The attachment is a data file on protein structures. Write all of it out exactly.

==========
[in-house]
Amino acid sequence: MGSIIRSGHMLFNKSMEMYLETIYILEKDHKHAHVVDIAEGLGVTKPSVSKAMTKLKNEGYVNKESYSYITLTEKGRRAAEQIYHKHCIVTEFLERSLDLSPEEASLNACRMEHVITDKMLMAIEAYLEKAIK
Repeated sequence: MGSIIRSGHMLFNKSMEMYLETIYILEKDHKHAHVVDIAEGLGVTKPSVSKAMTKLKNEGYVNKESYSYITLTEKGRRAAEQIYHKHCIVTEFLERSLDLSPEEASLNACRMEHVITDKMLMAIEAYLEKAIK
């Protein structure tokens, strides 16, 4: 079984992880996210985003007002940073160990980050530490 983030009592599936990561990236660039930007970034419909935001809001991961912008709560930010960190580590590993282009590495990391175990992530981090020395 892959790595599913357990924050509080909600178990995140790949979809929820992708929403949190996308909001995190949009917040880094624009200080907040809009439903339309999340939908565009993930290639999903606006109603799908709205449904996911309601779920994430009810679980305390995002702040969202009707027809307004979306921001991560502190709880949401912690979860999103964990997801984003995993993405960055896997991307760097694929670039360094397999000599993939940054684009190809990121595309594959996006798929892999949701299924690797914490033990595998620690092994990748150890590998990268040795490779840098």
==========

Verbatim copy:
[in-house]
Amino acid sequence: MGSIIRSGHMLFNKSMEMYLETIYILEKDHKHAHVVDIAEGLGVTKPSVSKAMTKLKNEGYVNKESYSYITLTEKGRRAAEQIYHKHCIVTEFLERSLDLSPEEASLNACRMEHVITDKMLMAIEAYLEKAIK
Repeated sequence: MGSIIRSGHMLFNKSMEMYLETIYILEKDHKHAHVVDIAEGLGVTKPSVSKAMTKLKNEGYVNKESYSYITLTEKGRRAAEQIYHKHCIVTEFLERSLDLSPEEASLNACRMEHVITDKMLMAIEAYLEKAIK
């Protein structure tokens, strides 16, 4: 079984992880996210985003007002940073160990980050530490 983030009592599936990561990236660039930007970034419909935001809001991961912008709560930010960190580590590993282009590495990391175990992530981090020395 892959790595599913357990924050509080909600178990995140790949979809929820992708929403949190996308909001995190949009917040880094624009200080907040809009439903339309999340939908565009993930290639999903606006109603799908709205449904996911309601779920994430009810679980305390995002702040969202009707027809307004979306921001991560502190709880949401912690979860999103964990997801984003995993993405960055896997991307760097694929670039360094397999000599993939940054684009190809990121595309594959996006798929892999949701299924690797914490033990595998620690092994990748150890590998990268040795490779840098």